Rebirth for MSL
Mathias “MSL” Lauridsen, a few years ago, was one of the most revered and respected IGLs.
But North fell apart, and subsequent projects went nowhere – or South, if you will. MSL now has to rebuild his career back to the level it once was and is hoping the new TITANS project will give him the chance to prove he’s still got what it takes.
MSL has seen fellow Danish IGLs rebuild their reputation as both Snappi and karrigan have become feared once more. Now, he has a chance to follow in their footprints.
– Congratulations on the new organization. How did it come about? What can you share about the organization?
Thanks! The organization is made by private investors who have experience in esports and who have always been behind the team. We feel we’ve found the lineup now, and the organization trusts us, so it was time to get the “TITANS” name out officially.
– What are your goals and expectations?
Our first goal is to get into the top 20 this season; the most difficult hurdle is to get over all the open qualifiers and into the bigger tournaments due to lack of prep, 8 hours of games in a row, and many other things. We hope and believe we can get over that hurdle, and after that, we make new goals. We had expected the major qualm to be later in the year, but of course, we are going to prepare for it.
What will be the roles on the team?
The roles are not specific because it changes from map to map what suits each individual player best. Of course, I am IGL, oskar AWP, and the rest rifles.
So you’re not going to AWP?
I play 2nd AWP on some of the maps, but no, oskar is of course the main AWP
You have started a few projects after North (South, Hyenas) – why will this one be a success?
I can’t really say we really got started with South. I should never have started it and regret that I did. There was no commitment from the start, so it’s not much I can take from it; it was 1 month in total. I was quite satisfied with the top 20 in North and the results we had with stand-ins and coach due to Kjaerbye’s departure. I don’t feel we had a lineup that could perform much better than we did.
Now, I’m thinking ahead and looking forward to this adventure after over 1 year away from competitive CS. I have had a long time to think about what I have to improve and do better, and I just have to get the best out of the players I have now.
You are known for being extremely analytical. Can you say a few words about how the scene is different now compared to when you were last at the top during the North period?
Whew, things have changed massively. All of the teams are much smarter. They all think in very small details and play really similarly.
Even less good teams are just way smarter than they were 3-4 years ago, so you have to be much sharper now, especially if you’re going to start from the ground up and are not in a large org.
Teams generally react much faster on the fly, and teams are better at copying the best teams than before and understand the game at a much higher level.
It’s something I expected because it’s clear the more money and attention that comes, the more people there will be who will dream and work hard to get to where you are. So now it requires working even harder than them, despite the fact that you have achieved the things that they dream of and I am ready for that.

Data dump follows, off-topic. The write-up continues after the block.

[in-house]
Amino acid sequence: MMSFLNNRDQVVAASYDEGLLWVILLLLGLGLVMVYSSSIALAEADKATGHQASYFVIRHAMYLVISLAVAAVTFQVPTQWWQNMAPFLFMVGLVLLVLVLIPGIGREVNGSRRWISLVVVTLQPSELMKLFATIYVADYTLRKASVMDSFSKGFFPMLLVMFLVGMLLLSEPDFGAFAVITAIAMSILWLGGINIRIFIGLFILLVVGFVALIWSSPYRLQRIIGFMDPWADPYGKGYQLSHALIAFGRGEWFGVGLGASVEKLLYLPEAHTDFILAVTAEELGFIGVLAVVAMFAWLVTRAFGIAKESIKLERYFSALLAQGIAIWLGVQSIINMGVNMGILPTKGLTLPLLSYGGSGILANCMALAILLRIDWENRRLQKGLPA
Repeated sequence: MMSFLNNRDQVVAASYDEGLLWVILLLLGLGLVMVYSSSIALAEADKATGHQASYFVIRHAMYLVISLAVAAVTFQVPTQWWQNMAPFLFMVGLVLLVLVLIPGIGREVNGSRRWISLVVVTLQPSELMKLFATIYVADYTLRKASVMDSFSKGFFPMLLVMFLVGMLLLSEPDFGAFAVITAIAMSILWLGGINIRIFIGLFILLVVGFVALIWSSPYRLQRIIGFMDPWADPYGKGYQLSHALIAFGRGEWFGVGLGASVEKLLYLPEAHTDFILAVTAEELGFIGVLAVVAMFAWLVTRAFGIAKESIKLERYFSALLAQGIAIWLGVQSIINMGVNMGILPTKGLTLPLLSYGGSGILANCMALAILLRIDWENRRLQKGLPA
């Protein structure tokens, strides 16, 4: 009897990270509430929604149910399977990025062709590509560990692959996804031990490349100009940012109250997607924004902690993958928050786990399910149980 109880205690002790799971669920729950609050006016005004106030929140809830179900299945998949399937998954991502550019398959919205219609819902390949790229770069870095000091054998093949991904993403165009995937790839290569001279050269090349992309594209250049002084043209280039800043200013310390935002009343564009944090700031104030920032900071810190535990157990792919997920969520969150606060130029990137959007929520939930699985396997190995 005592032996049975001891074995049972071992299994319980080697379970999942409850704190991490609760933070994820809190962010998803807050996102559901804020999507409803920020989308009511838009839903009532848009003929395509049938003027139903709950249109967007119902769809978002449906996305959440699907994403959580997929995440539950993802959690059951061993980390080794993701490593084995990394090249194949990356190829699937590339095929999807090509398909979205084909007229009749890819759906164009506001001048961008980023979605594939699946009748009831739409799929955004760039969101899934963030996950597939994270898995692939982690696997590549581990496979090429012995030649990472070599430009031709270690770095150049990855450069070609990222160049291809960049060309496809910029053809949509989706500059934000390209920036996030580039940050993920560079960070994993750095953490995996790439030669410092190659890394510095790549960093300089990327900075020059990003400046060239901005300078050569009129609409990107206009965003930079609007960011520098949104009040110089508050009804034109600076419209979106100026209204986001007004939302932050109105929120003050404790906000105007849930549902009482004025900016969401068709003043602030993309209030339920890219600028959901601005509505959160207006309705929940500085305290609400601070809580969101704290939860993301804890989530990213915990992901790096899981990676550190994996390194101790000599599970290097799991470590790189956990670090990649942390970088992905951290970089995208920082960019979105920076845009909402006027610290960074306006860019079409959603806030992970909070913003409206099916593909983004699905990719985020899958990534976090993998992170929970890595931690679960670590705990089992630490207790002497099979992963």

Have you ever thought about quitting in the past few years?
I’ve never thought about quitting, but I’ve definitely had doubts about myself, as I think most players have at times, especially people who have been at the top and have fallen further down.
I still feel, and when I see other teams, that I’m at a high tactical level, and I still have the spark to continue and work hard. In the end, it’s not about all the defeats, but if you can fight through them, learn from them and become stronger and thereby hopefully achieve something again.
I’ve done that several times with different lineups and players over the years and expect to do it again.
Did you get any (interesting) offers during the last few years?
I had a few offers, especially financial ones, that were more attractive than what I ended up with. But I didn’t feel at the time that it was a strong enough lineup to go into, so I waited.
I’m happy where I’ve ended up and hope I can get my career back on its feet. It goes fast once you achieve something. Just look at Snappi. He’s gone from not being a particularly recognized IGL to being one of the best in the world! It also inspires me to come back even stronger.
What do you think about ending up on an international roster?
I don’t really feel there were other options than going international, and I’m actually perfectly fine with that. I tried it in Rogue when I moved to Las Vegas, and it went really well and pretty smoothly.
It is definitely more difficult than playing with Danes because the playing styles are different and communication is more difficult and poorer therefore, it takes longer to get good.
But if you get over the “bumps” in the road first, then it’s much better because there are far more players to take from and far greater potential.
Titans will debut under their new name at the IEM Rio RMR qualifiers.